The conversation started by telling the story of Sectra and what lies behind the company name—Secure Transmission due to its origins as a cybersecurity company. “For many years, people did not really understand that we were involved in cybersecurity on a very high level. We are approved at the secret and top secret level by both NATO and the EU as well as the Swedish defense forces. While we were working on cybersecurity, we were also working on medical technologies within the same company.
However, with the increasing threats to medical IT, we have significant synergies between the two. We are now implementing cybersecurity in all of our other departments,” says Torbjörn Kronander, CEO of Sectra. Cybersecurity is very difficult to patch into a system post-development.
Cybersecurity is therefore built into the Sectra architecture from day one, with cybersecurity architects reviewing everything. “No chain is stronger than its weakest link. Cybersecurity is very important for us. We take what we know from the military and apply that to medical IT as well,” says Kronander.
This dedication has not gone unnoticed. Sectra was recently recognized by KLAS as one of the eight most cybersecure IT providers of medical IT in the US.
Securing the entire enterprise
Most attacks that happen today are not on the application level, but on the operating system, as was the case with the WannaCry attack in the UK, which more or less brought the entire country to a standstill in terms of healthcare. It is crucial to make sure that any updates that are released are patched immediately into your environment.
Going to the cloud, for example Microsoft Azure cloud, is a smart move since they patch their own systems with their own patches immediately, while on-prem hospital environments may not be updated as quickly. What can you do to make sure your entire enterprise is secured? Here is some advice from Torbjörn Kronander:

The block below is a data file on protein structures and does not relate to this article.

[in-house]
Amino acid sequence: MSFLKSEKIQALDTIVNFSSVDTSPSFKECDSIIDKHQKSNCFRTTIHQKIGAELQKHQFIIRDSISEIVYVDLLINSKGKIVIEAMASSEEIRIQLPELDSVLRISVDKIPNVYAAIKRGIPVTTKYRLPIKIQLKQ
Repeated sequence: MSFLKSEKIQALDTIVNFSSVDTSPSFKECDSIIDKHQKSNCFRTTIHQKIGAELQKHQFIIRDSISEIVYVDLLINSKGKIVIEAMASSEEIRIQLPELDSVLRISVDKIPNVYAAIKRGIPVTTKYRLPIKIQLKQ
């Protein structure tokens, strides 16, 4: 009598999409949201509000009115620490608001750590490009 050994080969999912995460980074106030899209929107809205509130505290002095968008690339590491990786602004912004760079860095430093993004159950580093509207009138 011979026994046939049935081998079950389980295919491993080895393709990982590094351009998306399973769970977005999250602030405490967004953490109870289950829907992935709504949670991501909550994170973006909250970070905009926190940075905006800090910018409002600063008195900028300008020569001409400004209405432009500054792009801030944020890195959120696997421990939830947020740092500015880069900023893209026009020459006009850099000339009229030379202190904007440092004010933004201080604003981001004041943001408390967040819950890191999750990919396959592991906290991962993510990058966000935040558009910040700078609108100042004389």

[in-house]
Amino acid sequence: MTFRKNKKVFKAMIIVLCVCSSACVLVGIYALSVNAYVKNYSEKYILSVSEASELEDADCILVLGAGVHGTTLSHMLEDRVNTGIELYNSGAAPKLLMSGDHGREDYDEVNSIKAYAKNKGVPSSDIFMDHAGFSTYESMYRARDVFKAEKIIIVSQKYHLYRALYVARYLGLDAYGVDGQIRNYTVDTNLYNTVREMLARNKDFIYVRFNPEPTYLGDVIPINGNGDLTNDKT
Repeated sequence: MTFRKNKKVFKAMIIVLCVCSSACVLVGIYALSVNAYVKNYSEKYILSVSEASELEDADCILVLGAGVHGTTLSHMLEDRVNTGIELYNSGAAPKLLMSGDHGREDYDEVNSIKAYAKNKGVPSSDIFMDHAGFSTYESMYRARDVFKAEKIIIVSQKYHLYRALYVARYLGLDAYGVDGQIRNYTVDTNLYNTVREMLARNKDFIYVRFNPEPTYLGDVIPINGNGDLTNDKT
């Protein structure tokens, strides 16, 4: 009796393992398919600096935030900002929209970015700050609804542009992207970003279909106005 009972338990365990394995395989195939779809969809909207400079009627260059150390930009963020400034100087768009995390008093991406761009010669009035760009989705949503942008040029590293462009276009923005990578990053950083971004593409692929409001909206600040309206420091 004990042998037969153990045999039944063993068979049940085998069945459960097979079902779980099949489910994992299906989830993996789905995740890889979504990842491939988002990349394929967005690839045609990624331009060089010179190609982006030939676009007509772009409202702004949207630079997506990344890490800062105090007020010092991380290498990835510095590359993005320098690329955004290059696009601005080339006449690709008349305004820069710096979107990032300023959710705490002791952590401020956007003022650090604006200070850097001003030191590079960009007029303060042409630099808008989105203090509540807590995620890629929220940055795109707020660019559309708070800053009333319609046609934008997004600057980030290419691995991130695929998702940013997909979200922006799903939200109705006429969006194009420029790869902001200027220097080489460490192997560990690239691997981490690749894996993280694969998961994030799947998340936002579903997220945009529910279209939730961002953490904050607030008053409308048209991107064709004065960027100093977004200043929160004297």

- First of all, I would suggest securing the operating system. Then, there’s two-factor authentication, which is widespread but not always in hospitals—you still have single factor authentication with a single password.
- Having secure VPN channels is also very important as more and more people are working from home.
- You need to have an umbrella view of the entire system.
- You need to have a modern IT solution like we do internally at our company. You need an “onion defense” to create a delay for each breach of each layer so that the truly core operations are protected inside many layers of security, allowing you to detect an intrusion before it reaches the inner workings of your system.
“Patching the operating systems, two-factor authentication, a proper VPN philosophy and, of course, secure applications—that will take you a long way,” summarizes Kronander.
“I see the imaging systems growing together into a single enterprise system—it is very difficult to maintain ten different PACS: one for ophthalmology, one for pathology, etc. We expect enterprise imaging to grow in the next couple of years—simply because the CIOs want one system to maintain. And for cybersecurity reasons."
One enterprise imaging for different -ologies
Many health systems face the same challenge when it comes to imaging solutions, and it is not a technology issue, but a usability issue, since different -ologies need specific features. How can you get past this? The workflow engine and image archive can be the same for many -ologies, but the user interface, especially the viewing of images, needs to be different.